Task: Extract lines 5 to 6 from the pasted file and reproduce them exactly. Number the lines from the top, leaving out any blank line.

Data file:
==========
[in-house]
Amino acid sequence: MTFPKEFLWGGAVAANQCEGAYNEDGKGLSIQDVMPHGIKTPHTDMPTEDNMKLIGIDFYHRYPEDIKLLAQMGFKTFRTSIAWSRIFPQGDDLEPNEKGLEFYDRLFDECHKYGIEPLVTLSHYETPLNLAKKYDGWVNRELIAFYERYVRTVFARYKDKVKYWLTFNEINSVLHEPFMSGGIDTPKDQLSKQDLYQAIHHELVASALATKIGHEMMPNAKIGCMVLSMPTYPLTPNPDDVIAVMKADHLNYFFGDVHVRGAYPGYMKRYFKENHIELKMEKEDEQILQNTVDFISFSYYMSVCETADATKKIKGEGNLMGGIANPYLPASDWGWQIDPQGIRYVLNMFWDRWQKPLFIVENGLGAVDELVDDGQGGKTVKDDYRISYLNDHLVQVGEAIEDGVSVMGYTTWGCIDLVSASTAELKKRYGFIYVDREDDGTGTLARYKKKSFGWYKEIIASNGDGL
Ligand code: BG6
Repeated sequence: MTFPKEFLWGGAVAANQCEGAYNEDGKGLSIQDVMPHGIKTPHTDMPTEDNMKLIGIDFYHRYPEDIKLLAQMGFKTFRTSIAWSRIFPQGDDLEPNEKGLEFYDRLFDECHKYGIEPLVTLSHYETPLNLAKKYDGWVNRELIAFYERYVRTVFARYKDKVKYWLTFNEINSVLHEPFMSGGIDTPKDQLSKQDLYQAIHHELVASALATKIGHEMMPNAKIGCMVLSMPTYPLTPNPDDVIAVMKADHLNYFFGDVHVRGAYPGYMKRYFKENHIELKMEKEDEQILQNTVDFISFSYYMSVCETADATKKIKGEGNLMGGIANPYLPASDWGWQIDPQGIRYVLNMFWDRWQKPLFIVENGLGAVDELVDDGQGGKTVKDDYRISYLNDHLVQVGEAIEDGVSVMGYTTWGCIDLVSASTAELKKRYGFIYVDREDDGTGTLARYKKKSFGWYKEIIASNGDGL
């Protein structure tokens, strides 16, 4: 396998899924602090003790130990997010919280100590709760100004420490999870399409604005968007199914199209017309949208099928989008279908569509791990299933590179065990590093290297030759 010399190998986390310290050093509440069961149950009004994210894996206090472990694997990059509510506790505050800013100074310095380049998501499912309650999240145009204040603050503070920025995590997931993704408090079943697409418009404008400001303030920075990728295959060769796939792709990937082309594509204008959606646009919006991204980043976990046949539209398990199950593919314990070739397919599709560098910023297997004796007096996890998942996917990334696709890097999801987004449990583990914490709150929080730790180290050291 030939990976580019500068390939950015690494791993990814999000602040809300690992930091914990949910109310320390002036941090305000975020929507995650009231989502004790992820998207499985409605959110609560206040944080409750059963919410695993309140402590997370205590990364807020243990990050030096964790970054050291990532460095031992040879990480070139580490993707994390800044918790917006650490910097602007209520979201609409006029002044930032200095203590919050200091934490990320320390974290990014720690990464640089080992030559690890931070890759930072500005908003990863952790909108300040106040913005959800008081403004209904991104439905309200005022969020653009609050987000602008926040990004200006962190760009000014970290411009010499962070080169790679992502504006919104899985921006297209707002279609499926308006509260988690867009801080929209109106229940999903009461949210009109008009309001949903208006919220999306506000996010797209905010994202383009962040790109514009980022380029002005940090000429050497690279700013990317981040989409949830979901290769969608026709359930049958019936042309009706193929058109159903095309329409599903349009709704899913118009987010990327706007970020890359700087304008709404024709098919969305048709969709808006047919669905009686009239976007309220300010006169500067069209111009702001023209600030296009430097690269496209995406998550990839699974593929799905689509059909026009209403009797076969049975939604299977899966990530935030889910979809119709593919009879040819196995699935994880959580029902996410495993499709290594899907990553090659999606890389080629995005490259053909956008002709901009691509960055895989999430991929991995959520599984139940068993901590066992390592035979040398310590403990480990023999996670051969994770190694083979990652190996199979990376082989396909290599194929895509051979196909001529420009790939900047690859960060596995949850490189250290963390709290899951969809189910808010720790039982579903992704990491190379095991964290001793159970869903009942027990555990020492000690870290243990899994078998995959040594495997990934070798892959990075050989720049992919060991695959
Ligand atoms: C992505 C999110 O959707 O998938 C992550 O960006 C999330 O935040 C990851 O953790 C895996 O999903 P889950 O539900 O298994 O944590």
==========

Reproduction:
């Protein structure tokens, strides 16, 4: 396998899924602090003790130990997010919280100590709760100004420490999870399409604005968007199914199209017309949208099928989008279908569509791990299933590179065990590093290297030759 010399190998986390310290050093509440069961149950009004994210894996206090472990694997990059509510506790505050800013100074310095380049998501499912309650999240145009204040603050503070920025995590997931993704408090079943697409418009404008400001303030920075990728295959060769796939792709990937082309594509204008959606646009919006991204980043976990046949539209398990199950593919314990070739397919599709560098910023297997004796007096996890998942996917990334696709890097999801987004449990583990914490709150929080730790180290050291 030939990976580019500068390939950015690494791993990814999000602040809300690992930091914990949910109310320390002036941090305000975020929507995650009231989502004790992820998207499985409605959110609560206040944080409750059963919410695993309140402590997370205590990364807020243990990050030096964790970054050291990532460095031992040879990480070139580490993707994390800044918790917006650490910097602007209520979201609409006029002044930032200095203590919050200091934490990320320390974290990014720690990464640089080992030559690890931070890759930072500005908003990863952790909108300040106040913005959800008081403004209904991104439905309200005022969020653009609050987000602008926040990004200006962190760009000014970290411009010499962070080169790679992502504006919104899985921006297209707002279609499926308006509260988690867009801080929209109106229940999903009461949210009109008009309001949903208006919220999306506000996010797209905010994202383009962040790109514009980022380029002005940090000429050497690279700013990317981040989409949830979901290769969608026709359930049958019936042309009706193929058109159903095309329409599903349009709704899913118009987010990327706007970020890359700087304008709404024709098919969305048709969709808006047919669905009686009239976007309220300010006169500067069209111009702001023209600030296009430097690269496209995406998550990839699974593929799905689509059909026009209403009797076969049975939604299977899966990530935030889910979809119709593919009879040819196995699935994880959580029902996410495993499709290594899907990553090659999606890389080629995005490259053909956008002709901009691509960055895989999430991929991995959520599984139940068993901590066992390592035979040398310590403990480990023999996670051969994770190694083979990652190996199979990376082989396909290599194929895509051979196909001529420009790939900047690859960060596995949850490189250290963390709290899951969809189910808010720790039982579903992704990491190379095991964290001793159970869903009942027990555990020492000690870290243990899994078998995959040594495997990934070798892959990075050989720049992919060991695959
Ligand atoms: C992505 C999110 O959707 O998938 C992550 O960006 C999330 O935040 C990851 O953790 C895996 O999903 P889950 O539900 O298994 O944590």